The Portuguese government is adopting a policy of supporting intensive farming on a large scale, which has led to the deprivation of land in nearly 100 villages in the Alentjo region for intensive industrial development in the last 10 years. The rapid expansion of the planting area inevitably leads to an excessive application of chemical fertilisers, which are not fully absorbed by the plant roots and remain in the soil over time, slowly penetrating into the groundwater and bringing about extensive nitrate pollution, which undoubtedly threatens the drinking water health of the local population.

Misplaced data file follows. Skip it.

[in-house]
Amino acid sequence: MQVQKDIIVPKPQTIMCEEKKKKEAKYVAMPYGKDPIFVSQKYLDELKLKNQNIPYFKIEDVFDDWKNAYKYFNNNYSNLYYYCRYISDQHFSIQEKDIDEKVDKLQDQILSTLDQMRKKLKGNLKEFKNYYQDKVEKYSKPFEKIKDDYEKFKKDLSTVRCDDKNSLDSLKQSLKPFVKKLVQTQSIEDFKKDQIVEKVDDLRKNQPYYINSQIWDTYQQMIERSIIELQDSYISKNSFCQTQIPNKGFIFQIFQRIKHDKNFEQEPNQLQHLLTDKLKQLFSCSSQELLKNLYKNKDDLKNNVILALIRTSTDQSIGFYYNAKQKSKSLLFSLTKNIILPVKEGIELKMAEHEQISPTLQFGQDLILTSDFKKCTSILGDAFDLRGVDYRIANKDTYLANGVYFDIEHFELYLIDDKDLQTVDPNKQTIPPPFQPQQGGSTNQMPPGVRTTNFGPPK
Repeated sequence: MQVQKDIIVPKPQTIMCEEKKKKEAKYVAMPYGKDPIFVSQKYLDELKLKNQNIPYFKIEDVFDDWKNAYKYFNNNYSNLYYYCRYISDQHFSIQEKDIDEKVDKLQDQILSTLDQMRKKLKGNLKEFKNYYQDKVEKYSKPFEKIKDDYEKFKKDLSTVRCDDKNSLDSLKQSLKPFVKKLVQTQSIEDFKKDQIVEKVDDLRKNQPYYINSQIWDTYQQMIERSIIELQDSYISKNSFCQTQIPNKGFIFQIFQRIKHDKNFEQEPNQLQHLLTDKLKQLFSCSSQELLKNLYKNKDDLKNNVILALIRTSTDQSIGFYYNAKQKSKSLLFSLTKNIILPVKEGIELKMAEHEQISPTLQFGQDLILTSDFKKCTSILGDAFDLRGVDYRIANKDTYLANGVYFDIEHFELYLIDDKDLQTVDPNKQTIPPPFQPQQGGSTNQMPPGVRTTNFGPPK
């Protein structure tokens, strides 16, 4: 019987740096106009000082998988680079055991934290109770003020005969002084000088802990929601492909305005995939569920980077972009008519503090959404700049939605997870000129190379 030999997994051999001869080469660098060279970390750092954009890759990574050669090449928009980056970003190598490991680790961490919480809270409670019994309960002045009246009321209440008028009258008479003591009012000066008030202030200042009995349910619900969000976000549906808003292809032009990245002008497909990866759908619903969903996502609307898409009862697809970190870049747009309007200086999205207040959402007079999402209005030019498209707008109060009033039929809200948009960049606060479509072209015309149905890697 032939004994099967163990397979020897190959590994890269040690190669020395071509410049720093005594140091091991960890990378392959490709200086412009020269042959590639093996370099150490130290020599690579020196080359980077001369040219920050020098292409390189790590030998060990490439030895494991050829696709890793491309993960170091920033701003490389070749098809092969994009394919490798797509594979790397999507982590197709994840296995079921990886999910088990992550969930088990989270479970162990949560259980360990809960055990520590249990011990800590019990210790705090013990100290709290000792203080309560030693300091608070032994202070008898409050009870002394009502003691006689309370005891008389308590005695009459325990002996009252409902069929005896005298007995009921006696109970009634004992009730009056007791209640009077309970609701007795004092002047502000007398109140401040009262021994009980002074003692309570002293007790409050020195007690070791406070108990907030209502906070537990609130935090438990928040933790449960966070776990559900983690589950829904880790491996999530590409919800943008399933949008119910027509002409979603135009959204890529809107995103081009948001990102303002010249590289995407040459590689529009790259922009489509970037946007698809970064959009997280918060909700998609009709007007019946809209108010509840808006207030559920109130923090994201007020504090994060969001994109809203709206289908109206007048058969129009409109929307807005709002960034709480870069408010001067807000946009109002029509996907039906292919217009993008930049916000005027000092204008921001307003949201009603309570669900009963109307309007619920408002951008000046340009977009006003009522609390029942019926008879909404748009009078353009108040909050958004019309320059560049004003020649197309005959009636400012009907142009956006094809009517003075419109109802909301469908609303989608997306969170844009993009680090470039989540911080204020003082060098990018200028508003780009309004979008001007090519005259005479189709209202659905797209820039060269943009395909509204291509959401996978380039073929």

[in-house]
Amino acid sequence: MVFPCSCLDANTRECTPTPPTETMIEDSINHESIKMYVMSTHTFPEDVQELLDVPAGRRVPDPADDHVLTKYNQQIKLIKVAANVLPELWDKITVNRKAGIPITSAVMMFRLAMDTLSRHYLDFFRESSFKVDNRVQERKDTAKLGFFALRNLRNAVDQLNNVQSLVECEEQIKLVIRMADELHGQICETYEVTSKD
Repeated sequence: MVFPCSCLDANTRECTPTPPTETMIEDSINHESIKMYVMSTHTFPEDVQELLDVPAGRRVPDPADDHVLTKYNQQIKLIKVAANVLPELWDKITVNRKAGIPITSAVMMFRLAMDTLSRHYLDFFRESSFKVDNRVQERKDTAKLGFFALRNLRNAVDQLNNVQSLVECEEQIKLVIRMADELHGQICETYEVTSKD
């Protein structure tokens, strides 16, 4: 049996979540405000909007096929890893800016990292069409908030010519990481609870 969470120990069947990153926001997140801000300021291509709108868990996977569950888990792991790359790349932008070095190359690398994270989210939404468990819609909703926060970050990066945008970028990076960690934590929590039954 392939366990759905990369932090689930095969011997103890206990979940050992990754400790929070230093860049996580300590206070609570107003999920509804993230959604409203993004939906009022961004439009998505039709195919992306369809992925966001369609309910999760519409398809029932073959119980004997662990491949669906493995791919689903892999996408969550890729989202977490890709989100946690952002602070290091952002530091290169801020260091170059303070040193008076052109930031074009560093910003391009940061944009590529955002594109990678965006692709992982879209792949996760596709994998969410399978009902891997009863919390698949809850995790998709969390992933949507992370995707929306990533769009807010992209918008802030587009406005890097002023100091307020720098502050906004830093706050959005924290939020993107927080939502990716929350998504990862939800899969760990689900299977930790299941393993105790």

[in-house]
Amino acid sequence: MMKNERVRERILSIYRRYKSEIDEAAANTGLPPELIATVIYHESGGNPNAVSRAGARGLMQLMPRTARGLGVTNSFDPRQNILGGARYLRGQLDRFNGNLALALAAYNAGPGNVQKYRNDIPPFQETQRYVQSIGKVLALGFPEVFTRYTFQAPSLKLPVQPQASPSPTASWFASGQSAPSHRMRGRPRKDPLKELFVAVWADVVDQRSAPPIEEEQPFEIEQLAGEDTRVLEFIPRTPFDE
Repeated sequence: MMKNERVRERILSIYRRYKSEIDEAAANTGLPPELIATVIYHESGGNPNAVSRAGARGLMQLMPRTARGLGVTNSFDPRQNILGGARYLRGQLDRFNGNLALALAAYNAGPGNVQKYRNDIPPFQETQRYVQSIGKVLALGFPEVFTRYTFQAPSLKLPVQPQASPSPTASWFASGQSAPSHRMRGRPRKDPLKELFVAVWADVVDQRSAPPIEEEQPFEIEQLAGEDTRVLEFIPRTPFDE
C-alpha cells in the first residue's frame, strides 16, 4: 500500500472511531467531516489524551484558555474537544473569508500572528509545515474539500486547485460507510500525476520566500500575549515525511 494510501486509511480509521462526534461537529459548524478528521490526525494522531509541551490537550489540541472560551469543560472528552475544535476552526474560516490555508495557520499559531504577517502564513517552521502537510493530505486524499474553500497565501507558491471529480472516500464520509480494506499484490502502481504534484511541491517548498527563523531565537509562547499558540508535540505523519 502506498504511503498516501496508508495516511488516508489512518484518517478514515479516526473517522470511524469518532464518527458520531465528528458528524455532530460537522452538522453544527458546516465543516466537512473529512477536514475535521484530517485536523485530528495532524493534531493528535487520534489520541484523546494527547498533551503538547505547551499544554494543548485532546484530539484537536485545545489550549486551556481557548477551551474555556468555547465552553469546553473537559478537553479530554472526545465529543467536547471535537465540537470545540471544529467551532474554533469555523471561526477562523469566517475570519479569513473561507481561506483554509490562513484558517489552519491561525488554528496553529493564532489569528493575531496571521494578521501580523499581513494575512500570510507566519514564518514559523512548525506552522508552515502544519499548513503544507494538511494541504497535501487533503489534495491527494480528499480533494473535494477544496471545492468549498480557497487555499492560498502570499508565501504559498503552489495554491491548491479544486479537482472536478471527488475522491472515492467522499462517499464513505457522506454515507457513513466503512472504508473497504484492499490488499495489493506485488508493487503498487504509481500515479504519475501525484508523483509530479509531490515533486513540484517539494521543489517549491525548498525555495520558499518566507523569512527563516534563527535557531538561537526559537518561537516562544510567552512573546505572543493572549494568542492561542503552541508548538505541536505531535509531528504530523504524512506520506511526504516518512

I therefore focused my research on a village that is significantly stressed by intensive olive cultivation and where the inhabitants rely on a special fountain for their daily water supply, which is naturally formed due to the difference in the water table. By testing its water samples, I found that nitrate levels were significantly higher than the maximum standard set by the European Union for drinking water and that the consequences of letting this phenomenon go unchecked would be dire.
By focusing on the impact of intensive olive cultivation on local drinking water, the project aims to draw attention to the extent and depth of the encroachment of olive cultivation on the environment, and the fact that this uncontrolled expansion is endangering the basic rights of the local population, and that the carrying capacity of the environment seems to have reached a critical threshold.